Bears

A tearful Hines Ward announces his retirement

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A tearful Hines Ward announces his retirement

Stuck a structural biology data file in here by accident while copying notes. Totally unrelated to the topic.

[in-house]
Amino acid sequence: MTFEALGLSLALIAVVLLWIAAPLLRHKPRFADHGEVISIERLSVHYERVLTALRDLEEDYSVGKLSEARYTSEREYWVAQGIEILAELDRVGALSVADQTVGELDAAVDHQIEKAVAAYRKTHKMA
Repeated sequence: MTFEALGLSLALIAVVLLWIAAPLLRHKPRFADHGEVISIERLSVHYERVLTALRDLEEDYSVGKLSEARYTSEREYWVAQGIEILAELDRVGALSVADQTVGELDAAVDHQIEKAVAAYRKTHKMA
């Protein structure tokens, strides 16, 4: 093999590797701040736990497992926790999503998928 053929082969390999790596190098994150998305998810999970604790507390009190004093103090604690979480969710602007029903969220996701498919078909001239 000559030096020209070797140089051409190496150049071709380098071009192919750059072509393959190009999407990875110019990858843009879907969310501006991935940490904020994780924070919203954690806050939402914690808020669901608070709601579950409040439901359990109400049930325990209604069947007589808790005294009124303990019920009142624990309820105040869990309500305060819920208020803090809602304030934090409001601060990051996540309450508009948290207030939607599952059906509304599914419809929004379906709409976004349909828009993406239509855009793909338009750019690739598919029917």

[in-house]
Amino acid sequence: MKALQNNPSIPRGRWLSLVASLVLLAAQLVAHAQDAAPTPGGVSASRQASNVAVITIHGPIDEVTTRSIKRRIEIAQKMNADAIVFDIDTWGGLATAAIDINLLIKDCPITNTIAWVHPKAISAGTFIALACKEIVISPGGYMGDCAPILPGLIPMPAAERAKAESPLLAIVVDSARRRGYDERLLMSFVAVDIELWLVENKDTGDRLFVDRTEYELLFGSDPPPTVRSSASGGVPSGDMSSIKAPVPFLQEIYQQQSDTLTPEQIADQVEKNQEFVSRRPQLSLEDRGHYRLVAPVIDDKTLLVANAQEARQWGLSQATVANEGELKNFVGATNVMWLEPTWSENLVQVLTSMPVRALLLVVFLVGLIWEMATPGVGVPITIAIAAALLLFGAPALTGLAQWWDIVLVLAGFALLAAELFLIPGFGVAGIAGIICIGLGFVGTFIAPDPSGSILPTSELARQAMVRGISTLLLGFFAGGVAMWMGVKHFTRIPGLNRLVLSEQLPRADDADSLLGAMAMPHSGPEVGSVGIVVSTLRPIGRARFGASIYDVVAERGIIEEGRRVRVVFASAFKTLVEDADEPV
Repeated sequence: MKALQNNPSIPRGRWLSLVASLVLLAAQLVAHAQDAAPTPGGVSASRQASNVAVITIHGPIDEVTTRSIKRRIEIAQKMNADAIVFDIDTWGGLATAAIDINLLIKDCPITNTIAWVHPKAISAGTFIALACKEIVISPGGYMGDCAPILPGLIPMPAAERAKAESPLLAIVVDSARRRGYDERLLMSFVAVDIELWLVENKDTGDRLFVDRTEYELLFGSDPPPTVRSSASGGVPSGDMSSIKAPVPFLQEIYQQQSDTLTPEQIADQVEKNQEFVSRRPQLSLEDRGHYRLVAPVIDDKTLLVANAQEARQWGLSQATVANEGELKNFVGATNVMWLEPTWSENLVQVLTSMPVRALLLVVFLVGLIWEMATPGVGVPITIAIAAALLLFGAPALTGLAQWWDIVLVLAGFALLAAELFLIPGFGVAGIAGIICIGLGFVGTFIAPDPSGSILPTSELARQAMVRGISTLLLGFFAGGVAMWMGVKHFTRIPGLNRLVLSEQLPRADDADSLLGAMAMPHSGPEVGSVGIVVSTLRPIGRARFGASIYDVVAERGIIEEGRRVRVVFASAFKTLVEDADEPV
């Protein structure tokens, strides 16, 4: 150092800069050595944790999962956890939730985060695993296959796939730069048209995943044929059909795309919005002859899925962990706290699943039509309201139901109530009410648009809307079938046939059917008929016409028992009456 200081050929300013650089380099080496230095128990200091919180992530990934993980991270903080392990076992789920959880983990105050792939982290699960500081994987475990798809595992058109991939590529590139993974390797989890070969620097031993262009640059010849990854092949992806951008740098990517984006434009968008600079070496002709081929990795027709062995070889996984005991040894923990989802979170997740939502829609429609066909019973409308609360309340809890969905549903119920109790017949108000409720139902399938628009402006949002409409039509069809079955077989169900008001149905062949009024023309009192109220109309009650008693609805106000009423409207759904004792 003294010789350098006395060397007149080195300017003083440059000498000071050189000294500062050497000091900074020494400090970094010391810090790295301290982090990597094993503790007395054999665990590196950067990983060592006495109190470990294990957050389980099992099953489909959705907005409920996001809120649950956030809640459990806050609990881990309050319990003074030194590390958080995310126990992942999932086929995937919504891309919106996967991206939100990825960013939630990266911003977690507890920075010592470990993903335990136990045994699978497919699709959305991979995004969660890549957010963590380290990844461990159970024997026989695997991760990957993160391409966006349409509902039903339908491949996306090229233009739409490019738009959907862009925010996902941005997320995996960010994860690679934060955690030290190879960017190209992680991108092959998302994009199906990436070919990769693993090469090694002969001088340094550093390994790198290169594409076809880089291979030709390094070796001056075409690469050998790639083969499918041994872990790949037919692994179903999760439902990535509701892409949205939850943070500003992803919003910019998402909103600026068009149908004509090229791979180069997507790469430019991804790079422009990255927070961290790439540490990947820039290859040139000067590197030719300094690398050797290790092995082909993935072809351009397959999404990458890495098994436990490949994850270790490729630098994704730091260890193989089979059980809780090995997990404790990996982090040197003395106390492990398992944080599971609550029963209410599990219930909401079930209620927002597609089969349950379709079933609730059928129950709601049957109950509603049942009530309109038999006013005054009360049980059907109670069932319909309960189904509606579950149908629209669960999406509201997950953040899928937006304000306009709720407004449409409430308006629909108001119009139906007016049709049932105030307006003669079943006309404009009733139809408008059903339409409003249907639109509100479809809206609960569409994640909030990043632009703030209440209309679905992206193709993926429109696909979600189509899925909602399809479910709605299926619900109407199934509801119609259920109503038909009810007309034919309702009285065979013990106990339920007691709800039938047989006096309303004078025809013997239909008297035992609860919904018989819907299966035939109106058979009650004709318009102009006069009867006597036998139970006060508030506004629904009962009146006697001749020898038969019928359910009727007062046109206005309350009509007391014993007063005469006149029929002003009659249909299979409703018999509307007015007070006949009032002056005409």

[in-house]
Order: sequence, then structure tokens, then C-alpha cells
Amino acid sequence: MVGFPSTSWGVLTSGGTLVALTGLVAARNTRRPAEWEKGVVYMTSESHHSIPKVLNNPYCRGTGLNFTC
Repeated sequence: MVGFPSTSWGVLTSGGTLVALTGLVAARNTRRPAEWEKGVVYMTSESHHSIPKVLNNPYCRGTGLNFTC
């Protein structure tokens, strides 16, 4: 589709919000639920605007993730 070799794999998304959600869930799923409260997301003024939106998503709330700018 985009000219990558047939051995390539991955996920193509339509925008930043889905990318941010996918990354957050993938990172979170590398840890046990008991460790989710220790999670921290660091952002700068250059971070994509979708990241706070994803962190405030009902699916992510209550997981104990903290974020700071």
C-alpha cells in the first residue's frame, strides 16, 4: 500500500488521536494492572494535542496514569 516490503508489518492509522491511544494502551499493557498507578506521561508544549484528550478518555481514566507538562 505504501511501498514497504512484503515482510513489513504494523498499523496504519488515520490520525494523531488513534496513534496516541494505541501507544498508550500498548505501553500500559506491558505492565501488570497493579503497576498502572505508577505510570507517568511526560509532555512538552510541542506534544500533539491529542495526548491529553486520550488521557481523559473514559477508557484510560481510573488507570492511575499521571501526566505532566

From Comcast SportsNet